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Impact of enteric bacterial infections at and beyond the epithelial barrier

Abstract

The mucosal lining of the gut has co-evolved with a diverse microbiota over millions of years, leading to the development of specialized mechanisms to actively limit the invasion of pathogens. However, some enteric microorganisms have adapted against these measures, developing ways to hijack or overcome epithelial micro-integrity mechanisms. This breach of the gut barrier not only enables the leakage of host factors out of circulation but can also initiate a cascade of detrimental systemic events as microbiota, pathogens and their affiliated secretions passively leak into extra-intestinal sites. Under normal circumstances, gut damage is rapidly repaired by intestinal stem cells. However, with substantial and deep perturbation to the gut lining and the systemic dissemination of gut contents, we now know that some enteric infections can cause the impairment of host regenerative processes. Although these local and systemic aspects of enteric disease are often studied in isolation, they heavily impact one another. In this Review, by examining the journey of enteric infections from initial establishment to systemic sequelae and how, or if, the host can successfully repair damage, we will tie together these complex interactions to provide a holistic overview of the impact of enteric infections at and beyond the epithelial barrier.

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Fig. 1: Commensal maintenance and pathogenic depletion of the mucous gel bilayer.
Fig. 2: Cell contact and polarity cleavage or displacement by enteric pathogens.
Fig. 3: Gut permeability induced by enteric pathogens.
Fig. 4: Effects of bacteria on intestinal stem cells.
Fig. 5: A holistic understanding of enteric infections and host effects.

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Acknowledgements

The authors thank the referees for their helpful comments on this work. The authors also thank H. Abud for stimulating discussions about intestinal stem cells. The authors would also like to acknowledge that, due to space limitations, many important studies and citations could not be included.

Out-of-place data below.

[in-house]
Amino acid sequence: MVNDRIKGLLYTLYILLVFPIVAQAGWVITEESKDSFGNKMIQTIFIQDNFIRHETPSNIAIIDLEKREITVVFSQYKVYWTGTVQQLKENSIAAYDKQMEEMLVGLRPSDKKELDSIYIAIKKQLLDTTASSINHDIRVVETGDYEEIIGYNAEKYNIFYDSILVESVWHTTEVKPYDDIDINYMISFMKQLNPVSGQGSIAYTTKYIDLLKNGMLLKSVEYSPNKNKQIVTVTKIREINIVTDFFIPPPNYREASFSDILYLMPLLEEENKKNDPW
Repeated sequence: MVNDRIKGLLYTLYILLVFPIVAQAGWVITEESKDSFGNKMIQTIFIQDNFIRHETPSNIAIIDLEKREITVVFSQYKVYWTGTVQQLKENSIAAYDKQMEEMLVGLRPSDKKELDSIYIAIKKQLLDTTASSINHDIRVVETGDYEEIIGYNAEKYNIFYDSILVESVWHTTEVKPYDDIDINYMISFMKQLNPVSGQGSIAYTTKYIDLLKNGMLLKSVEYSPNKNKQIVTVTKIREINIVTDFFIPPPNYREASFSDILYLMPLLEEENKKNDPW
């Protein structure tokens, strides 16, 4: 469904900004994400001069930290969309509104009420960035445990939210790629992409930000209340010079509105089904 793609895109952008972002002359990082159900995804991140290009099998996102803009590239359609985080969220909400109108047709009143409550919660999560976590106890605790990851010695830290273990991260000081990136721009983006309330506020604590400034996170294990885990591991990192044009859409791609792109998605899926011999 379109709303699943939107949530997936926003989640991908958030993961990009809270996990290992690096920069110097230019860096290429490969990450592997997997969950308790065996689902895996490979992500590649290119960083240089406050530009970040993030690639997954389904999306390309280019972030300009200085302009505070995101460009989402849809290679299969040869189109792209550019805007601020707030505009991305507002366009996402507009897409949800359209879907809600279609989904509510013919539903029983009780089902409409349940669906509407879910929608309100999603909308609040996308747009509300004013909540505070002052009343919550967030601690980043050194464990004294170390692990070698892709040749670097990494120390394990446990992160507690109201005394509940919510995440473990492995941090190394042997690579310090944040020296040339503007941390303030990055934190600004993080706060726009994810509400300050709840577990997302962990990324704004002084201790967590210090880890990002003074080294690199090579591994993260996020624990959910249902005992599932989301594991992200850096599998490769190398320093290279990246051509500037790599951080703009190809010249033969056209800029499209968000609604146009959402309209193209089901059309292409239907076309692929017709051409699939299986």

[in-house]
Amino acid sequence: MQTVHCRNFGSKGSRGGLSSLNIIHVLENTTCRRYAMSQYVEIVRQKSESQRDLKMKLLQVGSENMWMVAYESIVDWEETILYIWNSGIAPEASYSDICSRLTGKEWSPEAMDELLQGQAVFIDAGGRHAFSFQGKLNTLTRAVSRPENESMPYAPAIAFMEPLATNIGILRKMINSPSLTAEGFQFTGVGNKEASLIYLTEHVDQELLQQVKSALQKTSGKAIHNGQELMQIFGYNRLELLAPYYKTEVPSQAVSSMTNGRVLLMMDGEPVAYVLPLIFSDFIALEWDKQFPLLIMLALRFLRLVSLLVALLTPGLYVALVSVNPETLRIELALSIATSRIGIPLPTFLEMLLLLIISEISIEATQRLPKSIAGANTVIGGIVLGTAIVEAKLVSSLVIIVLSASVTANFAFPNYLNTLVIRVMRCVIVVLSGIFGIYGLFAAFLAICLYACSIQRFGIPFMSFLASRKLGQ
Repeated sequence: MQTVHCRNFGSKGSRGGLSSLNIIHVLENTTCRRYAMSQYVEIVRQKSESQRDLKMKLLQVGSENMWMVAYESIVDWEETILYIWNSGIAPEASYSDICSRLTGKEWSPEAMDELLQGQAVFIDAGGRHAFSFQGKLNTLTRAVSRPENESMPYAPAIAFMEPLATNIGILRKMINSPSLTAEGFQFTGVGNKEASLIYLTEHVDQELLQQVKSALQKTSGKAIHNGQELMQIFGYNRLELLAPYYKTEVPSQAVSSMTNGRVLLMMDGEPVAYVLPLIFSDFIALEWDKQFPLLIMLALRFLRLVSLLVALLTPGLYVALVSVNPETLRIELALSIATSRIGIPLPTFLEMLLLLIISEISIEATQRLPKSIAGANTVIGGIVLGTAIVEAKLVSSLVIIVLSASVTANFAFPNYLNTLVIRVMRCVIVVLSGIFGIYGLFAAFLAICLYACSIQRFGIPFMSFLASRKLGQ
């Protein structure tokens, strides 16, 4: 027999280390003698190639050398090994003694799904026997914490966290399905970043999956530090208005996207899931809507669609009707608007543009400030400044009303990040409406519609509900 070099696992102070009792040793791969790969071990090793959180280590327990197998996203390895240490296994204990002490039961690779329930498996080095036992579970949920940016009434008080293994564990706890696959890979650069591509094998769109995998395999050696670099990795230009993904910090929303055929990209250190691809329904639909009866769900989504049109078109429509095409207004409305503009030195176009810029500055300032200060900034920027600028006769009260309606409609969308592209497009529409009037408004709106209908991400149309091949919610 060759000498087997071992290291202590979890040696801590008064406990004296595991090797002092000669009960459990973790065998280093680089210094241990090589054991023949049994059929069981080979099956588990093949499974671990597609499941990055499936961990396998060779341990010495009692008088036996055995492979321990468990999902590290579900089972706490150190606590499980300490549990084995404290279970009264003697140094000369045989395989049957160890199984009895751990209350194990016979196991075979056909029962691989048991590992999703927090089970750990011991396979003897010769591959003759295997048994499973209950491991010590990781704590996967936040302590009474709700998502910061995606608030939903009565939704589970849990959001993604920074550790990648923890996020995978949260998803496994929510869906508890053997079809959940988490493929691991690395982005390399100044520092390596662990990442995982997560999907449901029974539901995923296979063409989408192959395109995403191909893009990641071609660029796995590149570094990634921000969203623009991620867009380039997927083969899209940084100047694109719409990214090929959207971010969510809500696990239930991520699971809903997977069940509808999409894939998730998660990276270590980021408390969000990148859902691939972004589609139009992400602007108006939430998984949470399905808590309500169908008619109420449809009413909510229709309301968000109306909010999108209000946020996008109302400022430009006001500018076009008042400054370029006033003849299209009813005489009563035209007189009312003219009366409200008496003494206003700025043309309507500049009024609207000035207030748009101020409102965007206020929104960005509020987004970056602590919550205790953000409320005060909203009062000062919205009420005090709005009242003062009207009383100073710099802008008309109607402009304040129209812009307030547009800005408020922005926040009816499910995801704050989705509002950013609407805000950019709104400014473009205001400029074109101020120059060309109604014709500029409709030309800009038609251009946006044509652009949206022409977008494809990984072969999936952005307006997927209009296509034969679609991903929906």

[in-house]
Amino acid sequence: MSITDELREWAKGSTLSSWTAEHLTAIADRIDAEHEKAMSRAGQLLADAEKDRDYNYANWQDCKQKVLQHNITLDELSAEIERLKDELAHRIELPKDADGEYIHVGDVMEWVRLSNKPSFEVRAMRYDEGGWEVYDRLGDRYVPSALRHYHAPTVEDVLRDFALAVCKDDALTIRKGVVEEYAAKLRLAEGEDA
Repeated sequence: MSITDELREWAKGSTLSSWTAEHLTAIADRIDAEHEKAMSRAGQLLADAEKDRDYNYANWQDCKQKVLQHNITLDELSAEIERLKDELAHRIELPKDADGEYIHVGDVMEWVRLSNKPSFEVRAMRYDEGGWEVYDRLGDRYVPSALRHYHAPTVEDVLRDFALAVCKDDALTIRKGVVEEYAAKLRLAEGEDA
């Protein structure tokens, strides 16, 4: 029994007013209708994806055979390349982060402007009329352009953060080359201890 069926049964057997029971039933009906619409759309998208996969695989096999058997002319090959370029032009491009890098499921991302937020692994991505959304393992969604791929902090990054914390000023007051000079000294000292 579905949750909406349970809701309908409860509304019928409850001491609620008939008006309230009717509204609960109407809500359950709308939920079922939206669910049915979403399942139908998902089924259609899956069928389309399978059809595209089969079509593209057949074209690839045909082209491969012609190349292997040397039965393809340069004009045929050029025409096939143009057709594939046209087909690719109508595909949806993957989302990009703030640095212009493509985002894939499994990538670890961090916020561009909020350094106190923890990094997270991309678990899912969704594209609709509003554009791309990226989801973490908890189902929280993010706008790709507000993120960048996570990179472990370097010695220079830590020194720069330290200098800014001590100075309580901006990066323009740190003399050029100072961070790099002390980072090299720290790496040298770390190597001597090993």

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A.P.R., S.J.M. and D.L. researched data for the article. All authors substantially contributed to the discussion of content. A.P.R. wrote the manuscript. S.J.M. and D.L. reviewed or edited the manuscript before submission.

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Correspondence to Dena Lyras.

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Glossary

Goblet cells

Intestinal epithelial cells with the primary function to synthesize and secrete mucous.

Bacteraemia

An infection of the bloodstream.

Sepsis

An overactivation of the immune response following infection that causes inflammation throughout the body and can be life threatening.

Haemolytic uraemic syndrome

A syndrome most commonly caused by infection, which leads to kidney damage, blood cell lysis and retention of kidney filtrates.

Paneth cells

Specialized epithelial cells located at the small intestinal crypt base that secrete stem cell-supporting factors.

Stem cell niche

Specific microenvironment at the base of the intestinal crypt that promotes an undifferentiated, self-renewable state.

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Rogers, A.P., Mileto, S.J. & Lyras, D. Impact of enteric bacterial infections at and beyond the epithelial barrier. Nat Rev Microbiol (2022). https://doi.org/10.1038/s41579-022-00794-x

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